The exception? When logos are used in a way in which there’s no risk of misleading consumers into thinking they’re endorsements. One example is using multiple logos. Sprigman cites the streetwear designer Heron Preston. Hissignature tees feature 17 logos splashed all over them, including Google, Nascar, Home Depot, and M&Ms. But, despite all the branding, Sprigman says the message remains clear: “If I had looked at this shirt, I wouldn’t necessarily think that any of these companies were sponsoring the shirt,” he said. “I don’t think the trademark law would require this to be licensed, because I think consumers would conclude that this is a commentary about brands as opposed to a T-shirt sponsorship.”

With London, Milan, and Paris still left in Fashion Month, these clearly aren’t the last of the logos we’ll be seeing on the runway. So, designers, take note: Imitation might be the highest form of flattery, but don’t forget to ask permission first.


Fractal animation made with Mandelbulb3D. Jeremie Brunet originally designed it for Bryan Alvarez from UC Berkeley, for a TEDx talk about his Human Atlas project, to illustrate his initial dream about the beauty of living systems. This one is an enhanced version.

This is a hybrid Julia fractal where many parameters are being animated: the fractal paramaters themselves, the Julia seed, the colors, and of course the camera position.

Click PLAY then go to full screen (bottom right of Video)

by Jeremie Brunet | Soundtrack by Ricardo Montalban.












Tennessee-based artist Charles Clary knows a thing or two about patience as evidenced by his structural paper creations reminiscent of biological formations or topographical maps. In creating a new piece Clary can work for up to 12 hours a day cutting each thin layer in his delicately stacked sculptures that arise from gallery walls or descend into geometric volumes. The artist most recently had an exhibition at Brett Wesley Gallery last month, and you can see much more of his work on his website. (via Hi-Fructose)

Hand-Cut Paper Microorganisms by Charles Clary


APR 28TH, 2015 3:06 AM

Warping and shifting, the future of human identity is one of the great uncertainties of our modern world. Pablo Picasso considered its fragmentation through his twisting, evocative Cubism; Gerhard Richterconveyed its intangibility through his blurred photorealism; Frida Kahloexplored her own identity through introspective self-portraiture. Despite such brilliantly diverse outputs, all of them, it can be argued, chime in agreement with the idea that identity is not innate or even organic, but rather constructed in the society we live in.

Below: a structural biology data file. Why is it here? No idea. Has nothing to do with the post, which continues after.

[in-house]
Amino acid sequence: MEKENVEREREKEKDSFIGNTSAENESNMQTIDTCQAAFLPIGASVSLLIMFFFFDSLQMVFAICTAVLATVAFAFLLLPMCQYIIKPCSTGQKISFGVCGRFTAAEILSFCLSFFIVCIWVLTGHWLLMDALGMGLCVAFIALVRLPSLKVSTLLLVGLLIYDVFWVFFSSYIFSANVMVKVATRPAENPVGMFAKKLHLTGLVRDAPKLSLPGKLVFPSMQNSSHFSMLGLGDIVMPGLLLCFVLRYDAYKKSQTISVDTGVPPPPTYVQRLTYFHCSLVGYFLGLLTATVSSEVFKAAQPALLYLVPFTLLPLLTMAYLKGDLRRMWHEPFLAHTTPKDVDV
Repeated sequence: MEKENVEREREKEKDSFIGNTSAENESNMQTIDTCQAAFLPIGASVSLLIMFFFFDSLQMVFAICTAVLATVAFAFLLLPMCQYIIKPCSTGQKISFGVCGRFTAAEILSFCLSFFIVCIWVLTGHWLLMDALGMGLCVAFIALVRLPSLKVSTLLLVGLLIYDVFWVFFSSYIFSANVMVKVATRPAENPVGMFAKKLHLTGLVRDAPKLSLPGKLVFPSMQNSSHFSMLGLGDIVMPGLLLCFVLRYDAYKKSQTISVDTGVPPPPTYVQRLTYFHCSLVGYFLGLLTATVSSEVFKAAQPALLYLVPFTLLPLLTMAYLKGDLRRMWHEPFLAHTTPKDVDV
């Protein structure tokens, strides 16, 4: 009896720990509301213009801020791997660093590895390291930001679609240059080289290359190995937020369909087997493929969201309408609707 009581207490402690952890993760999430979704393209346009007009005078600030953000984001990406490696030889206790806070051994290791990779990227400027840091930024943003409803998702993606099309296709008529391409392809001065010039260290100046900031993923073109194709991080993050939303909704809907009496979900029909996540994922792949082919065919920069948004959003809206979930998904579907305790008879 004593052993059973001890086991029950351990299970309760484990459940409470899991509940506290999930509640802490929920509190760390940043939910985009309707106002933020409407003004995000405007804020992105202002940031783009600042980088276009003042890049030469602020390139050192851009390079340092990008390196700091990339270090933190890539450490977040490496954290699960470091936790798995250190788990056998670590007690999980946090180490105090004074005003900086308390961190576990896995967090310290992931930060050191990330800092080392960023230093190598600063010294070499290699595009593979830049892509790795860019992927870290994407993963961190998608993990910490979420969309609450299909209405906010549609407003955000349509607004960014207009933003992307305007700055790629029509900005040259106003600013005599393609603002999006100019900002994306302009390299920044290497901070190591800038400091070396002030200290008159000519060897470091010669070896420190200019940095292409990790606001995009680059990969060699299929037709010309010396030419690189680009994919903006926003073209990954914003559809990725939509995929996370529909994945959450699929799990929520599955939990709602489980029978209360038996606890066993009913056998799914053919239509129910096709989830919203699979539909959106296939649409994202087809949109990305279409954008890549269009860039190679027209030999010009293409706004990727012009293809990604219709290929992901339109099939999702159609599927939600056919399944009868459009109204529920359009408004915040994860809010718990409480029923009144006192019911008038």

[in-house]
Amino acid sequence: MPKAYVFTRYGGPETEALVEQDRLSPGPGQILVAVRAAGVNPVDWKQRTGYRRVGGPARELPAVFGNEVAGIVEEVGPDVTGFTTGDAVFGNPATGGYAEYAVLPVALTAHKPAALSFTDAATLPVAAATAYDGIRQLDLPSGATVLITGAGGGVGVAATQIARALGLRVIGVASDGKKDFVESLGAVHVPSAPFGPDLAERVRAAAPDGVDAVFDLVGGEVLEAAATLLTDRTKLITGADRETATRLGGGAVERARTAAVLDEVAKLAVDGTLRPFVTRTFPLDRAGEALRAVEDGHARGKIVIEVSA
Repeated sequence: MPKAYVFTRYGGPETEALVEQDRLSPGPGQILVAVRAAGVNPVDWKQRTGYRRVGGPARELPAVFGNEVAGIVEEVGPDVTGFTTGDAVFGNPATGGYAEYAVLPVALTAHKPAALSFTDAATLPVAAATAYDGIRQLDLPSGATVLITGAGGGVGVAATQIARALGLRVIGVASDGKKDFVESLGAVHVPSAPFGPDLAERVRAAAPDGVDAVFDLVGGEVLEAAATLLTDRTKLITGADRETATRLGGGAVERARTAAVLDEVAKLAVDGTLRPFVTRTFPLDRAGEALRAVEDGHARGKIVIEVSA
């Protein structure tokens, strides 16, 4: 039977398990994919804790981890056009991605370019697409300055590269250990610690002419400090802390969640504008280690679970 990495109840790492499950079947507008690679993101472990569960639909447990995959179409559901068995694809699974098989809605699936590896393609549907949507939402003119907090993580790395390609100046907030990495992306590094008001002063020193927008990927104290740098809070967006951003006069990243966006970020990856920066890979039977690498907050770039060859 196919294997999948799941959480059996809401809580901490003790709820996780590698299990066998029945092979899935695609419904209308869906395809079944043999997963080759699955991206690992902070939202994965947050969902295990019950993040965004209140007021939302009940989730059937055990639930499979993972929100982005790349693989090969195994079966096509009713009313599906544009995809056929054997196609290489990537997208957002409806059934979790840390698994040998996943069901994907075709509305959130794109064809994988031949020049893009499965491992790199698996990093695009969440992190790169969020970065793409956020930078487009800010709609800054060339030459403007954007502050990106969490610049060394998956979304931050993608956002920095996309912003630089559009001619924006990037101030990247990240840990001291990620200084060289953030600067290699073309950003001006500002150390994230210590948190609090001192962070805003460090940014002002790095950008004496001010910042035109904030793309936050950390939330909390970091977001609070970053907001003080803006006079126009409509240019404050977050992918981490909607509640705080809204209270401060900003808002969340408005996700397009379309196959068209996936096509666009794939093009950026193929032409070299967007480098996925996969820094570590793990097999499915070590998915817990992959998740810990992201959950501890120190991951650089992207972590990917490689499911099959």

It is the emergent social contexts of a digitized and globalizing world that a new exhibition at London’s Institute of Contemporary Arts, “Looks,” centers on. Identity never has been fixed or distinct, the show suggests, before considering the implications of today’s increasingly fluid and disparate existence. The issue, however, is that through exploring and channeling further into these concepts, radical output on the subject is often fragmented and testing in itself.

The exhibition’s title stems from Los Angeles-based filmmaker Wu Tsang’s A day in the life of bliss (2014), a 360-degree film installation in the ICA’s Upper Gallery. “The LOOKS,” the film’s subject, is the name of an intelligence system, a thinly veiled reference to the Snowden revelations, which acts as a panopticon-like machine, monitoring every inch of public place through its social media platform “PRSM.” Via dual-screen projections, flanked by a set of mirrors, a young, genderless pop star called BLIS—played by the artist boychild—proceeds through an intense existence, constantly flanked by overwhelming fans, retiring to the underground during darkness. It is a mesmerizing yet unsettling experience, and one that speaks of oppressive surveillance.